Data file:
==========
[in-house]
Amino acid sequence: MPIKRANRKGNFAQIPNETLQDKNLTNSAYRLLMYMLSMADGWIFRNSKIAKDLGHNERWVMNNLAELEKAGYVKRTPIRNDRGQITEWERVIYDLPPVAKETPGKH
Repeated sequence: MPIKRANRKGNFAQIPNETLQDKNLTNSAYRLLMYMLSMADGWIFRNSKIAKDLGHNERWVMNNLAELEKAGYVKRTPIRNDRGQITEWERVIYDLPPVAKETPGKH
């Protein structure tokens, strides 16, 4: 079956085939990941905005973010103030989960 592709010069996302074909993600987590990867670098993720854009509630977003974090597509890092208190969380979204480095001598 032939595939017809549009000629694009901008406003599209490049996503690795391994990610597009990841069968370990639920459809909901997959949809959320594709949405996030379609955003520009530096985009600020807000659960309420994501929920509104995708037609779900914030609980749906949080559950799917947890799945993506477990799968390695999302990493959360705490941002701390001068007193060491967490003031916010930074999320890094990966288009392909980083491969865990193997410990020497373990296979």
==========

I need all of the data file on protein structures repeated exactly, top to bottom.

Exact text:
[in-house]
Amino acid sequence: MPIKRANRKGNFAQIPNETLQDKNLTNSAYRLLMYMLSMADGWIFRNSKIAKDLGHNERWVMNNLAELEKAGYVKRTPIRNDRGQITEWERVIYDLPPVAKETPGKH
Repeated sequence: MPIKRANRKGNFAQIPNETLQDKNLTNSAYRLLMYMLSMADGWIFRNSKIAKDLGHNERWVMNNLAELEKAGYVKRTPIRNDRGQITEWERVIYDLPPVAKETPGKH
């Protein structure tokens, strides 16, 4: 079956085939990941905005973010103030989960 592709010069996302074909993600987590990867670098993720854009509630977003974090597509890092208190969380979204480095001598 032939595939017809549009000629694009901008406003599209490049996503690795391994990610597009990841069968370990639920459809909901997959949809959320594709949405996030379609955003520009530096985009600020807000659960309420994501929920509104995708037609779900914030609980749906949080559950799917947890799945993506477990799968390695999302990493959360705490941002701390001068007193060491967490003031916010930074999320890094990966288009392909980083491969865990193997410990020497373990296979």